Judge dismisses case against Haines man with epilepsy who drove parade float

Paul Nelson drives half a Chevrolet Celebrity during the Fourth of July parade in Haines. (Photo courtesy of Tom Ganner)

A Haines man was awarded a prize in the town’s Fourth of July parade when he donned a Donald Trump mask and drove a car that had been cut in half. A week later, local police cited the man, who has a history of seizures, for driving without a license. A local judge dismissed the case on Monday.

The Haines Chamber of Commerce adapted their annual Fourth of July parade to prevent the spread of COVID-19. Instead of parading down Main Street, the marching band, dancers, fire truck and floats were stationed at the parking lot of the Southeast Alaska State Fairgrounds. Spectators could drive through and take in the spectacle from their cars.

Paul Nelson owns Big Foot Auto in Haines. He and his employees built a unique float for the occasion.

“It was a Chevrolet Celebrity [with] front wheel drive,” Nelson said. “We were able to cut the rear half of the car off and put caster wheels under the rear of the car, which now was right behind the driver’s seat.”

Nelson’s employees towed the car, or what was left of it, to the fairgrounds. They got set up in their designated area behind the chalked out lane where the cars would pass by. When the parade started, Nelson got behind the wheel in a Donald Trump mask and began driving. The car still worked, but the swiveling wheels in the back caused some steering quirks.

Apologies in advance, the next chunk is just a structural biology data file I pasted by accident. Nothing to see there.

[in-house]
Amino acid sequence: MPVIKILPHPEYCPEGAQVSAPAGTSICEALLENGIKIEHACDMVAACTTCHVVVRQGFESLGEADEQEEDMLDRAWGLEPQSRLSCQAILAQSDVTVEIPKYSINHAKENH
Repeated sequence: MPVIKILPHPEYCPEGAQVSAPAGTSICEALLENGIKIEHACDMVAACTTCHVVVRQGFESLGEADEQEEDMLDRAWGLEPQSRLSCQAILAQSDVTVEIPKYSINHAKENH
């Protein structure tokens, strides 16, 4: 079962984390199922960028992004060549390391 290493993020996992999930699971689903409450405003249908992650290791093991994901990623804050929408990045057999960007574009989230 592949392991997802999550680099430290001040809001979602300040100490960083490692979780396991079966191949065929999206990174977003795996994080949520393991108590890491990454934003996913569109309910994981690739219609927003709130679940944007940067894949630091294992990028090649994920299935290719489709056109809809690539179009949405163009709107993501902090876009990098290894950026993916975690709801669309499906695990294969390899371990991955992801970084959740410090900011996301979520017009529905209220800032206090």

“You get it going five miles an hour or so and hit the brakes — there was no weight in the rear so it would tip right up on the front bumper,” Nelson said. “With no rear wheels, when you turned the steering wheel hard left or right the car would spin around in a circle the size of the car itself.”

Nelson said he won first prize for his float, but nine days after the parade he was cited for driving without a license. A little over a year ago, the state canceled Nelson’s driver’s license after he had a seizure while driving.

He said he didn’t break the law by driving the modified vehicle at the fairgrounds because he was on private property.

“I don’t have a driver’s license, but I saw that it was legal to drive an off-road vehicle on private property without a driver’s license. So I thought since they’re doing a reverse parade, and I had an idea for a float that couldn’t be driven on the highway, that it would work perfectly,” Nelson said.

Nelson moved to dismiss the citation at his first court appearance, referencing a previous case in Alaska where charges were dropped against a man who drove without a license in a supermarket parking lot.

At a hearing on Monday, Assistant District Attorney Dara Gibson dropped the charge for driving without a license and attempted to introduce new charges for reckless driving. Judge Linn Asper dismissed the case because Nelson had not been served the new charges. Asper said the District Attorney’s office would have to issue a new summons to Nelson if it wanted to proceed.

Nelson disputes the reckless driving charges as well.

“If I was negligent driving or reckless driving during the parade, why didn’t they stop me? Why did they let me go on through the entire parade?”

Nelson has repeatedly called for cuts to the police department’s budget during meetings of the Haines Borough Assembly. He claims that the charges against him are a form of harassment for speaking out.

Haines Police Chief Heath Scott declined to comment on the specifics of the case but said he is concerned that Nelson’s medical condition prevents him from driving safely and caused a public safety risk.

Reader Interactions

X